Campbell Ritchie wrote:Presumably it would make no significant difference to the performance of your first method if you passed an int instead of the long. Probably no difference to the other two, either.
Certainly would not have made any difference in #1. For #2 an #3 I would have had to introduce a mapToLong() so that the reduce() could accumulate a long. This would result in each character in the string being converted 13 times. In the end, probably not significant. The skip/limit approach was definitely a problem and resulted in non-linear scaling.
Edit: This is just a curiosity for me at this point. The problem domain is so small as to make efforts to optimize it for performance insignificant. However, I view this as an opportunity to learn so that I have a better grasp for when the time comes to implement stream processing for a problem domain where it would make a difference.
I hinted at some optimization a couple of replies ago, but the reactions were such that the set of people interested probably equals the empty set.
And as Carey remarked, it is a waste of time trying to be smart for such a small problem.
But optimizing is sometimes more interesting than the problem itself. So here goes.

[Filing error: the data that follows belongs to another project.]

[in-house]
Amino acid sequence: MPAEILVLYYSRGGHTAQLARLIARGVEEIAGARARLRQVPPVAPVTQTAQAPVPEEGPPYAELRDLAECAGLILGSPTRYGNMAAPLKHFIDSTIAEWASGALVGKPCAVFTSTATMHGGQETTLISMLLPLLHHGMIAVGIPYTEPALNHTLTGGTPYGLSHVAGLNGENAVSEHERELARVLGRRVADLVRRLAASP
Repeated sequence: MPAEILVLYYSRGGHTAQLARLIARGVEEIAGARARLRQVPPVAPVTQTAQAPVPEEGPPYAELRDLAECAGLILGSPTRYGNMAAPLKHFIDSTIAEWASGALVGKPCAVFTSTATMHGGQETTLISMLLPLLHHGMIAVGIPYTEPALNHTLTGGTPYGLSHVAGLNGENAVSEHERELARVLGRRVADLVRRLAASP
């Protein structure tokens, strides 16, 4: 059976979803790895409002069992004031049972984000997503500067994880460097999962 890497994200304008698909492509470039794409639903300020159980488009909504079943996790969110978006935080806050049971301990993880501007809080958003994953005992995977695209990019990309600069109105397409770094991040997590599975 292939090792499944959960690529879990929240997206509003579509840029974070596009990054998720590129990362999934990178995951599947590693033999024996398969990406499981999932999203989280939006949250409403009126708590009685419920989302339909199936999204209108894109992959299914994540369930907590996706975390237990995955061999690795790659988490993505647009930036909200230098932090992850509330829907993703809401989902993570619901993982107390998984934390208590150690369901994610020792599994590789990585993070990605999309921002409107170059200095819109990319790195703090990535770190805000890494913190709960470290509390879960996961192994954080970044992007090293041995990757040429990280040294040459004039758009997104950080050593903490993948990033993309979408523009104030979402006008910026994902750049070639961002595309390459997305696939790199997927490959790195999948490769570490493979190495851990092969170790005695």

Let S0 be the product of the first 13 digits of, what Dana called, bigNumber.
So, S0 = d0 * d1 * d2 * ... * d12.
The product of the next 13 digits, S1, is: d1 * d2 * ... * d12 * d13. or: S1 = S0 * d13 / d0.
And so is S2 = S1 * d14 / d1, et cetera.
This resembles an iteration.
1) suppose that bigNumber does not contain any '0''s. We could then say:
Now, this 'alpha' is of the form d(i + 13) / d(i), so how to get this dynamic factor into the longstrean?
2) now, unfortunately, bigNumber does contain a lot of '0', totally ruining the above scheme.
Can you think of a simple way to deal with this problem, at the same time optimizing the excersize even further?
I must confess that for this, I used plain old java 7, since java 8 really got complicated.
Here's my highly optimized but convoluted method in Java 7. I think it is along the lines you were mentioning. First, compute the product of 13 numbers. Then, slide the window one number and compute prod = prod / number[i] * number[i+13]. Where this gets tricky is that when a zero is encountered it will skip to the next number past the zero and refill the buffer. I haven't timed this yet but the number of divides and multiplies it performs is 1,132 whereas the normal processing has 12,844.
My version 3 takes about half the time of the simple version 1 approach.